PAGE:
The action in District 9 is certainly not the point of the movie, but, make no mistake, it is incredible. The last third of the film is almost nonstop sci fi action, and it accomplishes this as well or better than Hollywood ever has. There are some absolutely amazing fight sequences unencumbered by PG ratings.

As we already said, this isn't a perfect film. The corporation involved is a hair too evil to be believed. And the plot, while handled well, feels cliche at times. Still, this is a great picture which explores the darkest aspects of humanity. Most impressive, it does so with little sentimentality or easy answers.

And the work on the aliens is phenomenal. The film makers have crafted creatures far more disturbing than the bugs of Starship Troopers, then imbued them with a depth of emotion and sadness that makes them feel, for lack of a better word, human.

The relative system I use for rating movies is somewhat inadequate here, because there are very few similar pictures... and certainly none better. Lacking a closer comparison, we will use Alien as a base. Against that, we award this four stars.

This is a fantastic movie every geek needs to see.

Friday, August 7, 2009

Movie Review: GI Joe: The Rise of Cobra

At some point during GI Joe: The Rise of Cobra, I realized that both this and Transformers: Revenge of the Fallen would have been greatly improved had the original theme songs from the 80's cartoons been used during some - or all - of the action sequences.

There is a sense in which neither of these pictures had a grasp on how serious they were supposed to be, and, as a result, were painfully inconsistent. In some ways, this was an even larger problem here, because it didn't have the same level of spectacle to fall back on. Oh, there was still spectacle, of course, but little you haven't seen in the previews.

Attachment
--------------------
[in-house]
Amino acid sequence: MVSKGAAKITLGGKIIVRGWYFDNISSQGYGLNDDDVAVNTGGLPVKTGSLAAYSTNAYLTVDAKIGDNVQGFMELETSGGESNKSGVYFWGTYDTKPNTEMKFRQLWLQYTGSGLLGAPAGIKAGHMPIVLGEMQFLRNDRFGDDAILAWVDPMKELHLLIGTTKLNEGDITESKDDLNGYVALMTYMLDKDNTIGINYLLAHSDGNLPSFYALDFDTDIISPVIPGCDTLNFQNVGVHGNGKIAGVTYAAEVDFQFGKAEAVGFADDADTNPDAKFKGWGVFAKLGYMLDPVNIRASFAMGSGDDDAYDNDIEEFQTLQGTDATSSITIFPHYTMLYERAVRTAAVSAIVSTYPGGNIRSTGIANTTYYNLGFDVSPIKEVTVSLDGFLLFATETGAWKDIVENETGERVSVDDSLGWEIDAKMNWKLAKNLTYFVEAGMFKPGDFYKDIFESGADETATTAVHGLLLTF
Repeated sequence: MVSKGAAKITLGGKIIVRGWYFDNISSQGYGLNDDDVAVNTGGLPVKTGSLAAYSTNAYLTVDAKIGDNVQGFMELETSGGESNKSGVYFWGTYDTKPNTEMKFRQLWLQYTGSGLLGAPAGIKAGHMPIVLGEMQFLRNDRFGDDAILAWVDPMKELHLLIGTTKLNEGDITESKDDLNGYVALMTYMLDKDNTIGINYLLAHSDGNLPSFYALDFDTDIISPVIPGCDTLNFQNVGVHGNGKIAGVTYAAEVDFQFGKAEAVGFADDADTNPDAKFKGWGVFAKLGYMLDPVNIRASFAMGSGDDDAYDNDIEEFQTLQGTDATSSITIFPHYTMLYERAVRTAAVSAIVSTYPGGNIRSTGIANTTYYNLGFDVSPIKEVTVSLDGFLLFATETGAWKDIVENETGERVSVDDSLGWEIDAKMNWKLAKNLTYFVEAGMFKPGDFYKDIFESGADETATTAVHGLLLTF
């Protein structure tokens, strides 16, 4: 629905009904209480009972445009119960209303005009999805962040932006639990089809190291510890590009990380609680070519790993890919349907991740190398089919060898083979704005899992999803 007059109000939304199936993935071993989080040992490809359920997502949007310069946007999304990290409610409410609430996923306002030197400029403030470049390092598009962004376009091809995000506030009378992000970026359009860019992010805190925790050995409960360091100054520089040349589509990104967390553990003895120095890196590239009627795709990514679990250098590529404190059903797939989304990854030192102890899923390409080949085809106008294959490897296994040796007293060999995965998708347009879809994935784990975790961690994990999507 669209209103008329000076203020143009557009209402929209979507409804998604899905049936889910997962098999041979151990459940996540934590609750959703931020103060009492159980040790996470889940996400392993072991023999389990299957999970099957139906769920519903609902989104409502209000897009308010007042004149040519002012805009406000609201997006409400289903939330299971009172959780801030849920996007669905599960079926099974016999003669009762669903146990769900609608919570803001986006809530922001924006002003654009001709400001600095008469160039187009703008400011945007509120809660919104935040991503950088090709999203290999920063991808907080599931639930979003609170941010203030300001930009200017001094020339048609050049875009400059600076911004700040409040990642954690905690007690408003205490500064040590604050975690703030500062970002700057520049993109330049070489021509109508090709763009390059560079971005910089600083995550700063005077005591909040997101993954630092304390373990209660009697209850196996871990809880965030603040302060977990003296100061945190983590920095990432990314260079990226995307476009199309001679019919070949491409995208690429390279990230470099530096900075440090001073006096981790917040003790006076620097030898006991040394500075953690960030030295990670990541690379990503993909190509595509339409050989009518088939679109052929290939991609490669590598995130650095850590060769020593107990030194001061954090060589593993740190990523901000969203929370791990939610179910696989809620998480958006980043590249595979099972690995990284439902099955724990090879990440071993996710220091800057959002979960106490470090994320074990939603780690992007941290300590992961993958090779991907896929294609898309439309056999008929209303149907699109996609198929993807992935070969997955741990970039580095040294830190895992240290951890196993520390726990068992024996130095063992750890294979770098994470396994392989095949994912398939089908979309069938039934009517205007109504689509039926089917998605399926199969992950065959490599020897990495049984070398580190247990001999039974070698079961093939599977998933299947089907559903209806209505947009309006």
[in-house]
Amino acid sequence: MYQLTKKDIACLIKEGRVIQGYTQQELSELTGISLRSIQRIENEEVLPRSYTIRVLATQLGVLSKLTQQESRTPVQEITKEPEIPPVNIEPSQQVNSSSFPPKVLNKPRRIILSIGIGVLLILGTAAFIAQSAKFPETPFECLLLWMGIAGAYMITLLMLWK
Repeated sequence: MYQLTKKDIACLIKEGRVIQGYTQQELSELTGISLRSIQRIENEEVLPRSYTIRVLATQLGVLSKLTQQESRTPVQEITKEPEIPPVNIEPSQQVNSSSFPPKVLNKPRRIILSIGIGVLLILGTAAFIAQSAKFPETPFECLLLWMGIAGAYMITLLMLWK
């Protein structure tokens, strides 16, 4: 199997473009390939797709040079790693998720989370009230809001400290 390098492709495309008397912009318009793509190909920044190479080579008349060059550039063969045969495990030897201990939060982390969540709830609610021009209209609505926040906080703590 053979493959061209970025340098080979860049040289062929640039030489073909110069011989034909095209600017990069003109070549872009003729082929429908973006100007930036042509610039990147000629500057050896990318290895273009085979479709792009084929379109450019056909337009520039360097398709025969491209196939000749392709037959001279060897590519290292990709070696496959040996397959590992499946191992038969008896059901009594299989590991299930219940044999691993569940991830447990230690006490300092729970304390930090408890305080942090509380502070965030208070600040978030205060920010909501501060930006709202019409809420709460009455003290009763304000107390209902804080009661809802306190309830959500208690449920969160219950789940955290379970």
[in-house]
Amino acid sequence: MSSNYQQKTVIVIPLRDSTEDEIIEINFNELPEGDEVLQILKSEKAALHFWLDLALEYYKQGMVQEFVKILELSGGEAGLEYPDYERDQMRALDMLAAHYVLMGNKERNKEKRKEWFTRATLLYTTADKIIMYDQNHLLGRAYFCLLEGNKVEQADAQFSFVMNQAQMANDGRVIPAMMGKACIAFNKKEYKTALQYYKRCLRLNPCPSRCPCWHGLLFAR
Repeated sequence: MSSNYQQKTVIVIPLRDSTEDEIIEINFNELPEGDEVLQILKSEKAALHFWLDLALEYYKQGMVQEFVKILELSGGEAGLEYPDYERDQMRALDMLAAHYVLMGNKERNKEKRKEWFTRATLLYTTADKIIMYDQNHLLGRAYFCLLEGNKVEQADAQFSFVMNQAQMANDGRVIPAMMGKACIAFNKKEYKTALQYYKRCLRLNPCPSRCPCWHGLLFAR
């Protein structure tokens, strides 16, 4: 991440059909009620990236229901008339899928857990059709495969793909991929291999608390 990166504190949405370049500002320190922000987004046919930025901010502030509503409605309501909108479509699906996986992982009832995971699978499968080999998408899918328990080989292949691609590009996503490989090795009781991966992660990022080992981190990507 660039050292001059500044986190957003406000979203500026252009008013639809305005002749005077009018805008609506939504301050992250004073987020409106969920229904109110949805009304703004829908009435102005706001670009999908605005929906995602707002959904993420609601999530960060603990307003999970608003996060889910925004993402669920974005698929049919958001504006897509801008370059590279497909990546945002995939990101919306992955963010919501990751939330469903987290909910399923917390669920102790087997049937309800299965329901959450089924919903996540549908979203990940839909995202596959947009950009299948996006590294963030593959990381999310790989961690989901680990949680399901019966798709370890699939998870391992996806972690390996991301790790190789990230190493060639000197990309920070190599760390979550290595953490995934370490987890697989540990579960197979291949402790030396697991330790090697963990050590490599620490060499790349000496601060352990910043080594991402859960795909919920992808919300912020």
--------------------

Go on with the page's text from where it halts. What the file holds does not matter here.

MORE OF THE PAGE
The movie succeeds best when it keeps to its mythology, a word, I confess, that shouldn't really be applied to GI Joe. Nonetheless, the aspects that resonate with the cartoon are, by and large, a great deal of fun. The experience of seeing the absurd vehicles and villains, along with their sci-fi weapons and gadgets, is somewhat thrilling in itself.

What's missing is the writing. This isn't to say I was expecting brilliant twists and concepts (honestly, Cobra's plan in the film was somewhat MORE intelligent than what I'd expected). However, when I go see a summer action movie I expect the characters to be likable, and I expect the dialogue to be clever.

Now, there were a few characters I did find likable and clever, but they were all working for Cobra.

The problem is that the good guys were vapid, dull, and idiotic. They had nothing on Storm Shadow, who, at times, came off as more anti-hero than villain. Likewise, almost every good line in the movie was delivered by the Baroness; in comparison, Scarlet came off as arrogant, condescending, and childish. When the Baroness and Storm Shadow teamed up to destroy the Eiffel Tower, it felt like a fun, heist movie. It's a pity they chose to take the Baroness in some less interesting directions in the last third: for a while, these were the characters I was rooting for.

Destro's portrayal in the movie was also inspired, and Zartan came off as sufficiently creepy. Even Cobra Commander worked in the end.

The Joes just didn't. Duke, reimagined as a young soldier, lacked presence or force, and Ripcord was simply annoying. Scarlett wasn't awful, but she felt awkward and self-conscious. Snake Eyes was fun to watch, although his mask was laughably bad - something of an issue, since he never took it off. Breaker was redundant as a tech hero: most of the team felt like nerds, anyway. The only one of the core group who looked and acted like he belonged in the military was Heavy Duty, who was largely ignored. I guess General Hawk was all right, too.